Patients with multiple tumors in a single breast who underwent a lumpectomy followed by radiation therapy had local recurrence rates comparable to those historically observed in patients with a single tumor, according to new findings presented by Judy C. Boughey, MD, and colleagues at the 2022 San Antonio Breast Cancer Symposium (Abstract GS4-01).
Judy C. Boughey, MD
“Most patients who present with two or three sites of cancer in one breast are recommended to undergo a mastectomy, as historical studies showed high local recurrence rates in patients who underwent breast-conserving therapy consisting of lumpectomy and radiation therapy,” explained Dr. Boughey, the W.H. Odell Professor of Individualized Medicine and Chair of the Division of Breast and Melanoma Surgical Oncology at the Mayo Clinic.
“Advances in imaging techniques have led to greater detection of additional breast tumors, leading to more patients undergoing mastectomy who otherwise may have preferred breast-conserving therapy,” Dr. Boughey added. “To date, there have been no prospective clinical trials evaluating local recurrence after breast-conserving therapy for patients with multiple ipsilateral breast lesions. The main purpose of this trial was to evaluate whether a lumpectomy followed by radiation therapy was an appropriate management for patients who had more than one tumor in a single breast.”
Study Methods and Results
The ACOSOG Z11102 (Alliance) prospective phase II clinical trial enrolled patients older than age 40 who had two or three sites of breast cancer in the same breast, separated by normal breast tissue. All patients had undergone mammogram and/or ultrasound, and most had undergone breast magnetic resonance imaging (MRI) as well. Of the trial participants, 14 converted to mastectomies as a result of persistent positive margins, which precluded breast-conserving therapy. The remaining patients were treated with lumpectomies and subsequent whole-breast radiation therapy, with radiation boosts to all lumpectomy sites. The primary endpoint of the study was local recurrence at 5 years after the completion of radiation therapy.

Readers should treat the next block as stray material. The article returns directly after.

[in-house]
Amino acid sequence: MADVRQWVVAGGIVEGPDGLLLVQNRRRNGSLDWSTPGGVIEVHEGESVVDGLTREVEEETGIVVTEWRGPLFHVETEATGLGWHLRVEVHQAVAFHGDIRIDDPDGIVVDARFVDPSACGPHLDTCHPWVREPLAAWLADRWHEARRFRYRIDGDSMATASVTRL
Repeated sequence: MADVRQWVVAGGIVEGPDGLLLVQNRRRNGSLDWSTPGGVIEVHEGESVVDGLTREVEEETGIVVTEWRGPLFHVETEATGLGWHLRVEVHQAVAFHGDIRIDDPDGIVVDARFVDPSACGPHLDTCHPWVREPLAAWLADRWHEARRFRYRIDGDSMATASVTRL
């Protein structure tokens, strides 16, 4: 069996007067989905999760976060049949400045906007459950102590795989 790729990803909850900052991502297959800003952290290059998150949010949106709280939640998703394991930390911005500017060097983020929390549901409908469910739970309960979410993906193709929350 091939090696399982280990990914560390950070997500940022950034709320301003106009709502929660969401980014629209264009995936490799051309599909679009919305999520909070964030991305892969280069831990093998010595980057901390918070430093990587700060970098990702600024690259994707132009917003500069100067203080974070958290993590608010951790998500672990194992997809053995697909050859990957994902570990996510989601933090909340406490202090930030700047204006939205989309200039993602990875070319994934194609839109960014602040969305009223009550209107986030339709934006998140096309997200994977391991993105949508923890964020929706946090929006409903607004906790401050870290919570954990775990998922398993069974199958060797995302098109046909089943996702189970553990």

Among the 204 evaluable patients, 6 developed local recurrence after a median follow-up of 66.4 months, for a 5-year local recurrence rate of 3.1%—a rate similar to the local recurrence rates seen in prior studies for patients with a single breast tumor who underwent breast-conserving therapy.
The rate of local recurrence was higher among the 15 patients who did not undergo a presurgical breast MRI compared with the 189 patients who underwent this imaging (22.6% vs 1.7%). Dr. Boughey noted this may have been the result of greater disease site detection prior to surgery in patients who underwent breast MRI—potentially allowing for more thorough resection. The risk of local recurrence was not associated with patient age, number of breast lesions, tumor biology, or pathologic staging categories.
No patients developed regional recurrence. However, four patients developed distant recurrence, six patients developed breast cancer in the opposite breast, three patients developed new nonbreast primary tumors, and eight patients died—including one death related to breast cancer.
“This study provides important information for clinicians to discuss with patients who have two or three foci of breast cancer in one breast, as it may allow more patients to consider breast-conserving therapy as an option,” underscored Dr. Boughey. “Lumpectomy with radiation therapy is often preferred to mastectomy, as it is a smaller operation with quicker recovery, resulting in better patient satisfaction and cosmetic outcomes.”
Dr. Boughey added that the results from the trial also suggested that patients diagnosed with two or more malignant lesions in the breast and considering breast-conserving therapy may benefit from breast MRI.
A limitation of the study was its single-arm design. “While a randomized trial design would have provided stronger data, we felt that accrual to such a design would be problematic, as many patients and surgeons would not be willing to randomize,” noted Dr. Boughey.
The researchers concluded that for patients with multiple ipsilateral breast cancer, breast-conserving surgery with adjuvant radiation with lumpectomy site boosts may be a reasonable consideration for those with two to three tumor foci.
Disclosure: The research in this study was supported by the National Institutes of Health. Dr. Boughey has received funding for other studies from Eli Lilly and Company, Symbiosis Pharma, CairnSurgical, UpToDate, and PeerView.
The content in this post has not been reviewed by the American Society of Clinical Oncology, Inc. (ASCO®) and does not necessarily reflect the ideas and opinions of ASCO®.